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Old 10-02-2013, 07:46 AM
 
Location: Southern Oregon
16,305 posts, read 7,683,745 times
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Quote:
Originally Posted by Xian Catalyst View Post

Arius got a pretty much bum wrap. The only things surviving to incriminate him of heresy, is works written after the case, and all of his works were destroyed. However, a few survived and in his own words, his belief wasn't heretical, but only the "victor's spoils" versions was he heretical.

Sorry, the last part is totally an aside, just a personal beef of mine.
It was the misguided drive to orthodoxy, a blight onthe church
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Old 10-02-2013, 09:39 AM
 
Location: Dallas TX
304 posts, read 247,793 times
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Quote:
Originally Posted by nateswift View Post
It was the misguided drive to orthodoxy, a blight on the church
You can ONLY say that, because the church destroyed his works, and tells us what he taught. The works of his they didn't destroy contradict their claims.

Regardless, that was the topic at Nicea, not canonization.

The Apocrypha and Pseudipigrapha are great for historical learning, and to show you how the early church looked at things. I've been told if you look at the votes and comments from the discussions on Canonicity, that as many thought 1 Clement was canonical as thought Revelations was. Both were closely numbered in approval. Well, maybe it was James not revelations, but the point is, some were elected or not elected as canon by very slim margins. SOME Churches have Clement as canonical.

So which canon do we want to go by?

It's a fun conversation, there is a lot of rumor that doesn't mesh with facts on it though. Every Church should teach a class on this so people have a working understanding.
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Old 10-02-2013, 06:15 PM
 
Location: Chicago Area
8,051 posts, read 4,213,853 times
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[quote=Mike555;31637776]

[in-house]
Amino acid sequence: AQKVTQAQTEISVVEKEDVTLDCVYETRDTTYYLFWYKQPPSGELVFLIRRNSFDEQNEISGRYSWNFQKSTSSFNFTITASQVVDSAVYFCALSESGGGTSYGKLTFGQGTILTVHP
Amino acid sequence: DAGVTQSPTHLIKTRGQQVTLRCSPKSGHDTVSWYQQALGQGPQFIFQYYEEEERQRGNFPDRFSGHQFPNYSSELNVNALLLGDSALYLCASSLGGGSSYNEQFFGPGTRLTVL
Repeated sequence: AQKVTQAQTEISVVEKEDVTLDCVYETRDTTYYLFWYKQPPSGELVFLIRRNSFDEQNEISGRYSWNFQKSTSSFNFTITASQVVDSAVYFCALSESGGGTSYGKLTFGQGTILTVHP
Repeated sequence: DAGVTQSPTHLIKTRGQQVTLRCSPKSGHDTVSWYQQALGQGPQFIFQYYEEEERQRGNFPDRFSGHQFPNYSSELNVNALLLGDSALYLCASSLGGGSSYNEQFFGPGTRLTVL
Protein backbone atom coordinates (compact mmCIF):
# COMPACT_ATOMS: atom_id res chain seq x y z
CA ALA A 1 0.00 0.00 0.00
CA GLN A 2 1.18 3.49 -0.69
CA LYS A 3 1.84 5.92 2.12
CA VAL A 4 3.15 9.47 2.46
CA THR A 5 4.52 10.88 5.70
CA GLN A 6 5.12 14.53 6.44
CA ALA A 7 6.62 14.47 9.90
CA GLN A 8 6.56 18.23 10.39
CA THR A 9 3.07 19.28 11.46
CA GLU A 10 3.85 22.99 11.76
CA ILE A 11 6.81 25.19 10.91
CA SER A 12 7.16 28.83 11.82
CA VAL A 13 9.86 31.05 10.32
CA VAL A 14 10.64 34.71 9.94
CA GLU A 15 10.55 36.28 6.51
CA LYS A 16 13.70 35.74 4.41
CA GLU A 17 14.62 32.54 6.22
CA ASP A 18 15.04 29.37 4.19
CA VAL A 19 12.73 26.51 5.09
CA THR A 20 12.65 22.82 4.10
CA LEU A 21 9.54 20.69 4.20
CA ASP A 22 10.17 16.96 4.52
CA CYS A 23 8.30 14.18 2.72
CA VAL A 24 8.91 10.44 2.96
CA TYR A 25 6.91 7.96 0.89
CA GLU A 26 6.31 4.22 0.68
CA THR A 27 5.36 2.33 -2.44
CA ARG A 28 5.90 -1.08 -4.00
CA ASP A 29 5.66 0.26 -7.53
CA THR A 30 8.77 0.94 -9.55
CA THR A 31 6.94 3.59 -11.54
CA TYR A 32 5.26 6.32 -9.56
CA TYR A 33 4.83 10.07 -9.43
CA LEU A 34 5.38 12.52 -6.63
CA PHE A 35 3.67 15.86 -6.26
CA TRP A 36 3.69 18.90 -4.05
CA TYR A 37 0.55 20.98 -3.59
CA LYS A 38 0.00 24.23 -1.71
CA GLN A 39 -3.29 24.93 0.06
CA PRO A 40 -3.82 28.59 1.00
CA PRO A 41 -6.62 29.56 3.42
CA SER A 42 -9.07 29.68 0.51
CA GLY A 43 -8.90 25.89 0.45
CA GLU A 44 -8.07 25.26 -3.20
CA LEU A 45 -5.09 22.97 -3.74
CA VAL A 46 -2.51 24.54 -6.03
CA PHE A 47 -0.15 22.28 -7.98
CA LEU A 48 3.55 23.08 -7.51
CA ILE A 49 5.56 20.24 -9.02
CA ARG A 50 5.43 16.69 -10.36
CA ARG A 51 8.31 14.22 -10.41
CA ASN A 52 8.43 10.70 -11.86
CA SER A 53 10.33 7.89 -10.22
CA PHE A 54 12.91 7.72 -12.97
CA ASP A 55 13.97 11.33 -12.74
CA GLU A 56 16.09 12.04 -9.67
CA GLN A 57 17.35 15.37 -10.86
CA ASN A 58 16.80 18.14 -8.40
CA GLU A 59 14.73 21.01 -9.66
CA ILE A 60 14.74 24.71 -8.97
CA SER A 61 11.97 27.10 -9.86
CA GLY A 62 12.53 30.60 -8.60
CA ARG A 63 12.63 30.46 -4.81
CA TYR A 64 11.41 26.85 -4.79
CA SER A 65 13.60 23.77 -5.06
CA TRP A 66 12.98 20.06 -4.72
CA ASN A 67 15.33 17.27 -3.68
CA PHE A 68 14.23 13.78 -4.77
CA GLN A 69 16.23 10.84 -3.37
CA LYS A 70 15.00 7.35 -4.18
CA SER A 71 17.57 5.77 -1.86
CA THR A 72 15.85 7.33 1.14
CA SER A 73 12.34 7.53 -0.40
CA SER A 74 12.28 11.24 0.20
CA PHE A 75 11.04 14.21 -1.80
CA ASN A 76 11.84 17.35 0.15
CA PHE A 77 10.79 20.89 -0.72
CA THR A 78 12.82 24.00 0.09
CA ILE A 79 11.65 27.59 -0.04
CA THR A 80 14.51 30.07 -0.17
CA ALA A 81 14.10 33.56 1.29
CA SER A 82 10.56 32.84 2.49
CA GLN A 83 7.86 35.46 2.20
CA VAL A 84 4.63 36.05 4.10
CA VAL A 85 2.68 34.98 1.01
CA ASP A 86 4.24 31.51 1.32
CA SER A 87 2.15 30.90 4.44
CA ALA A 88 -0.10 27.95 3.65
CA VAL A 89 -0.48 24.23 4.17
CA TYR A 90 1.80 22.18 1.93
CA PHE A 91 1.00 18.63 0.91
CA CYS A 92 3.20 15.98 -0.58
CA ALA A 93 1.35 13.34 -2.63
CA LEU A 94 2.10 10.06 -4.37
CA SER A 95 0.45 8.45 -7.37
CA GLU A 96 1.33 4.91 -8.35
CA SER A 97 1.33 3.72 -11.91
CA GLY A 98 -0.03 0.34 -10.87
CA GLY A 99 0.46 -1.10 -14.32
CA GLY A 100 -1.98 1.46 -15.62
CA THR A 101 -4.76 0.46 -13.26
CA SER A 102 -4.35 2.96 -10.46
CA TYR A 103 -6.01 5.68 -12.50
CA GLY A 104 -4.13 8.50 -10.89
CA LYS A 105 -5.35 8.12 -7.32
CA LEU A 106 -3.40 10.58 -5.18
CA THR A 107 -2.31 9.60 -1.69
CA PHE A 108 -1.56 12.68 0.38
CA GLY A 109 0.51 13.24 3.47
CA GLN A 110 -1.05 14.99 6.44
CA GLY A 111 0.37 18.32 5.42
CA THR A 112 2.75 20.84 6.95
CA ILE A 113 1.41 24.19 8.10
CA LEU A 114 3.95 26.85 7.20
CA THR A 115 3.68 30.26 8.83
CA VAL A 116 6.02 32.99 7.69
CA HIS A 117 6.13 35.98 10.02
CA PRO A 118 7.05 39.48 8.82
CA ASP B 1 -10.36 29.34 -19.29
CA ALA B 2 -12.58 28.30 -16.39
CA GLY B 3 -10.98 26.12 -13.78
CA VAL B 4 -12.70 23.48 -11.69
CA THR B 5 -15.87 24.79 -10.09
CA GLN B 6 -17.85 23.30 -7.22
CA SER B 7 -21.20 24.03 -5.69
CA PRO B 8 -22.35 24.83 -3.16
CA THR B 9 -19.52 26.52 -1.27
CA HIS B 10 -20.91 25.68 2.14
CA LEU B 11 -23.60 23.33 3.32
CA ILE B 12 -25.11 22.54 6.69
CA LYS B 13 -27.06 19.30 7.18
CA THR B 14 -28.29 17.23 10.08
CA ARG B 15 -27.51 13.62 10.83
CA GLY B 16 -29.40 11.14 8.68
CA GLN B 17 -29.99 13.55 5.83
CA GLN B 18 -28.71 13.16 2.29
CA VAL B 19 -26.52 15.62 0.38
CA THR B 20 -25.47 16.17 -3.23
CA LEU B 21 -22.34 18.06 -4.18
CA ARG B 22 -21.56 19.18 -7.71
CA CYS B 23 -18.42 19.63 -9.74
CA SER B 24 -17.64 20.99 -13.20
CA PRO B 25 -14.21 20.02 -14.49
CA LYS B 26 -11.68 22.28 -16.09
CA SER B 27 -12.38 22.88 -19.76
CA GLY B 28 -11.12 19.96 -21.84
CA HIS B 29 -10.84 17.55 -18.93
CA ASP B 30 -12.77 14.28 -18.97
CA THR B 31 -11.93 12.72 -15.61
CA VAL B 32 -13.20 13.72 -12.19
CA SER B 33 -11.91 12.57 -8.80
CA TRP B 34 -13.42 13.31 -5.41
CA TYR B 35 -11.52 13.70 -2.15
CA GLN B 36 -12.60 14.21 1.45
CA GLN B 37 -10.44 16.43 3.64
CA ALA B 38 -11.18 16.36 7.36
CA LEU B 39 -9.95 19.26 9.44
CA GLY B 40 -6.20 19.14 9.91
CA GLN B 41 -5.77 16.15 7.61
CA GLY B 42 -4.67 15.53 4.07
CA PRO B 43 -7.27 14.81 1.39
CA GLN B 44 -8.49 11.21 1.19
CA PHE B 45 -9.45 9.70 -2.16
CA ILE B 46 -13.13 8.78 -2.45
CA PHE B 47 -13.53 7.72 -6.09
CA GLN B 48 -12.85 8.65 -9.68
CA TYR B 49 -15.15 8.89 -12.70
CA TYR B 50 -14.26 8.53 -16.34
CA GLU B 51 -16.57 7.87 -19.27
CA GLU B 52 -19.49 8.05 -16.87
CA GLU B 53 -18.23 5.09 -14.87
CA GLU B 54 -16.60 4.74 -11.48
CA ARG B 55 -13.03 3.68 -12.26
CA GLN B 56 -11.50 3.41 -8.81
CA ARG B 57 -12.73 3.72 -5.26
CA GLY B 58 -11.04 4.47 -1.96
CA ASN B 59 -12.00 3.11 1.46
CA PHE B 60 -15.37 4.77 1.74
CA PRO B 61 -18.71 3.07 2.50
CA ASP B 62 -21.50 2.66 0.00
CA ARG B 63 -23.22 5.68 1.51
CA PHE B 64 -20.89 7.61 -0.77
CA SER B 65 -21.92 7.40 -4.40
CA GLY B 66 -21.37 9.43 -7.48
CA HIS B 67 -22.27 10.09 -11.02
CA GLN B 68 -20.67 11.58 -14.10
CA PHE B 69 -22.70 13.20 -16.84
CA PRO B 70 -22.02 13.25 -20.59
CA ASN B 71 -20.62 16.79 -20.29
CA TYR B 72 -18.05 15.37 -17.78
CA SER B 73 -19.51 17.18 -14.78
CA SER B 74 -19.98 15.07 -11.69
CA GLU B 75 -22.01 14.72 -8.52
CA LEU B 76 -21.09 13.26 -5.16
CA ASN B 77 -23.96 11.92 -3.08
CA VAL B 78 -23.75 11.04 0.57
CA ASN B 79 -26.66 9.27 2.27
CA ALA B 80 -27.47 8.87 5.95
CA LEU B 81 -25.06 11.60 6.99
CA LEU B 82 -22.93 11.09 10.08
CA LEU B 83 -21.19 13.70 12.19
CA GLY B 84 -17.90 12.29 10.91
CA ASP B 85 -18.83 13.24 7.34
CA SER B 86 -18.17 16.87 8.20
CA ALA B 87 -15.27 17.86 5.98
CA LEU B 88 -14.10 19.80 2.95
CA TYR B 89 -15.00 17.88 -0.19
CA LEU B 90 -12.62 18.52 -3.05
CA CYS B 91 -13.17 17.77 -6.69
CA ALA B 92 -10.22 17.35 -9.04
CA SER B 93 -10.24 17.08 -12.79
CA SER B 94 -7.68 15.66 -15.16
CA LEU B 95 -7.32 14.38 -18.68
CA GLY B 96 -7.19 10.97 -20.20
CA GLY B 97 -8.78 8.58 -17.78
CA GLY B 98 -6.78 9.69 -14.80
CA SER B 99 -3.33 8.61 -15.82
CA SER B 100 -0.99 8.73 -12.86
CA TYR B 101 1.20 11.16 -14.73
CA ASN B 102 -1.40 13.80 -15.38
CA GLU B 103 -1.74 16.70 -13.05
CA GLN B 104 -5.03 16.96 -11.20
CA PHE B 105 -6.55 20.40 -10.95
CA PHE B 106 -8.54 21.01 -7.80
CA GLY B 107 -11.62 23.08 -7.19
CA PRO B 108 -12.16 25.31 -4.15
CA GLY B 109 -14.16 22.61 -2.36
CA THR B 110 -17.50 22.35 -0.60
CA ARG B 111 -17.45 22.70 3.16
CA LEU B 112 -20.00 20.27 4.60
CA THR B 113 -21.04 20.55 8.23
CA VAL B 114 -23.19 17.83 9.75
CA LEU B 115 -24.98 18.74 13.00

Quote:
Originally Posted by Mike555 View Post
Actually, the Council of Nicaea in 325 A.D. had nothing to do with assembling the canon. That is a misconception. That was not its purpose. Rather, the primary purpose of that Council had to do with resolving the Arian controversy. There were a number of other issues addressed, but none of them involved which Books were canonical. What actually was addressed at that Council is listed here >> The Canons of the Council of Nicea

F. F. Bruce writes,
In 393 a church council held in Augustine's see of Hippo laid down the limits of the canonical books along the lines approved by Augustine himself. The proceedings of this council have been lost but they were summarized in the proceedings of the Third Council of Carthage (397), a provincial council. These appear to have been the first church councils to make a formal pronouncement on the canon. When they did so, they did not impose any innovation on the churches; they simply endorsed what had become the general consensus of the churches of the west and of the greater part of the east. [The Canon of Scripture, F. F. Bruce, p. 97].
No misdirection. As I stated in post #4 regarding the Apocryphal books, while the Greek Septuagint included the Apocrypha, and while the Jews had respect for the Apocryphal books, they were never a part of the Hebrew Bible which we call the Old Testament and therefore were not considered Canonical or authoritative by the Jews. And the arrangement of Hebrew Bible does not contain 39 Books as our Old Testament does because our Old Testament splits Books such as Kings, Chronicles, and Samuel into 1 and 2 Kings, 1 and 2 Chronicles, and 1 and 2 Samuel. As well, the Hebrew arrangement combines the 12 minor prophets into one Book. The Hebrew arrangement has 24 Books, or 22 if Judges and Ruth are combined, and Jeremiah and Lamentations are combined. http://www.westminsterreformedchurch...ksOfHebrew.pdf

As for the counsels, the issue concerns the formal pronouncement and endorsement by those counsels concerning the canon. As F. F. Bruce stated in the posted excerpt (See post #16) to which you are objecting, 'they simply endorsed what had become the general consensus of the churches of the west and of the greater part of the east.' In other words, the counsels simply endorsed the Books which much earlier had already been recognized as authoritative. Refer also to post #16 concerning the Muratorian fragment which is dated to sometime during the end of the 2nd century and which listed 21 out of the 27 NT Books as Canonical at that time.
Ultimately, it all adds up to one thing: Blind acceptance of the Catholic Church's authority to canonize the New Testament means you blindly accept their infallible authority from God. So when and how did the Catholic Church lose the ability to establish absolute truth? If you accept the NT canon they gave you as "the only valid Word of God", when did it become right or appropriate to break away from them? Would that not constitute direct rebellion against God, God's authority and against absolute truth?